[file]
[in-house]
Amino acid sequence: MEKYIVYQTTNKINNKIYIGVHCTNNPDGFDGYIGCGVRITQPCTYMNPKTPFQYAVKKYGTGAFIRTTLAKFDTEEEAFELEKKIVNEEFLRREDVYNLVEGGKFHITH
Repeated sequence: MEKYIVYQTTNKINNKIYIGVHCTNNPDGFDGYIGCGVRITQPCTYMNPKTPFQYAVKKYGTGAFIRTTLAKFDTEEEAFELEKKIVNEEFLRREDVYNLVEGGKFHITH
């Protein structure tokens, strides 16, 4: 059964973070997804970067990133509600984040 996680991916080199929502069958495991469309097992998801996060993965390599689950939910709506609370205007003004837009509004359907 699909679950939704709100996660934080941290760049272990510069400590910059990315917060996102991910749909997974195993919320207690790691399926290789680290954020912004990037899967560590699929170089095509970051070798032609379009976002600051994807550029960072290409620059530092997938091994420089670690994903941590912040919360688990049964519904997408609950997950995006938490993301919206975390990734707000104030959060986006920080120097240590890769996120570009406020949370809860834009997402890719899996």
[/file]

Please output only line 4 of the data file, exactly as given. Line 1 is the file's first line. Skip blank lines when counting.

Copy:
């Protein structure tokens, strides 16, 4: 059964973070997804970067990133509600984040 996680991916080199929502069958495991469309097992998801996060993965390599689950939910709506609370205007003004837009509004359907 699909679950939704709100996660934080941290760049272990510069400590910059990315917060996102991910749909997974195993919320207690790691399926290789680290954020912004990037899967560590699929170089095509970051070798032609379009976002600051994807550029960072290409620059530092997938091994420089670690994903941590912040919360688990049964519904997408609950997950995006938490993301919206975390990734707000104030959060986006920080120097240590890769996120570009406020949370809860834009997402890719899996």